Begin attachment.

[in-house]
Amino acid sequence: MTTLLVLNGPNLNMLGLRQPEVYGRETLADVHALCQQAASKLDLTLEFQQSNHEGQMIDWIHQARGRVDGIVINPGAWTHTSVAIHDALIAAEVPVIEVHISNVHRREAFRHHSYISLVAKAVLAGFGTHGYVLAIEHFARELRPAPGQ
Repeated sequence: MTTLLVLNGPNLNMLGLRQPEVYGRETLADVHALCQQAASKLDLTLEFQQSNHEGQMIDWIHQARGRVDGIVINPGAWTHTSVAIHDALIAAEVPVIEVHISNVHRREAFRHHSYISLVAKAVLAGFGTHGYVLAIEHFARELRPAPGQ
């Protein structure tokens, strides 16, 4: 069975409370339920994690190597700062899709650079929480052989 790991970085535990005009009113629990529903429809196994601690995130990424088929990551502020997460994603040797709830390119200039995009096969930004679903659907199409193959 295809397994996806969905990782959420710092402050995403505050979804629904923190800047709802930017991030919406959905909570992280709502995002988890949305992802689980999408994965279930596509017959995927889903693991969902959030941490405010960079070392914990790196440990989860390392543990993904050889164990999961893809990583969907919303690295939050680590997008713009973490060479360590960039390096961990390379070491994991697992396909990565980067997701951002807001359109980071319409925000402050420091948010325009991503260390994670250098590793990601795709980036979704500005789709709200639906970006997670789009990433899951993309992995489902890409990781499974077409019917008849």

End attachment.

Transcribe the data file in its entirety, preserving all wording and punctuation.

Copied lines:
[in-house]
Amino acid sequence: MTTLLVLNGPNLNMLGLRQPEVYGRETLADVHALCQQAASKLDLTLEFQQSNHEGQMIDWIHQARGRVDGIVINPGAWTHTSVAIHDALIAAEVPVIEVHISNVHRREAFRHHSYISLVAKAVLAGFGTHGYVLAIEHFARELRPAPGQ
Repeated sequence: MTTLLVLNGPNLNMLGLRQPEVYGRETLADVHALCQQAASKLDLTLEFQQSNHEGQMIDWIHQARGRVDGIVINPGAWTHTSVAIHDALIAAEVPVIEVHISNVHRREAFRHHSYISLVAKAVLAGFGTHGYVLAIEHFARELRPAPGQ
């Protein structure tokens, strides 16, 4: 069975409370339920994690190597700062899709650079929480052989 790991970085535990005009009113629990529903429809196994601690995130990424088929990551502020997460994603040797709830390119200039995009096969930004679903659907199409193959 295809397994996806969905990782959420710092402050995403505050979804629904923190800047709802930017991030919406959905909570992280709502995002988890949305992802689980999408994965279930596509017959995927889903693991969902959030941490405010960079070392914990790196440990989860390392543990993904050889164990999961893809990583969907919303690295939050680590997008713009973490060479360590960039390096961990390379070491994991697992396909990565980067997701951002807001359109980071319409925000402050420091948010325009991503260390994670250098590793990601795709980036979704500005789709709200639906970006997670789009990433899951993309992995489902890409990781499974077409019917008849």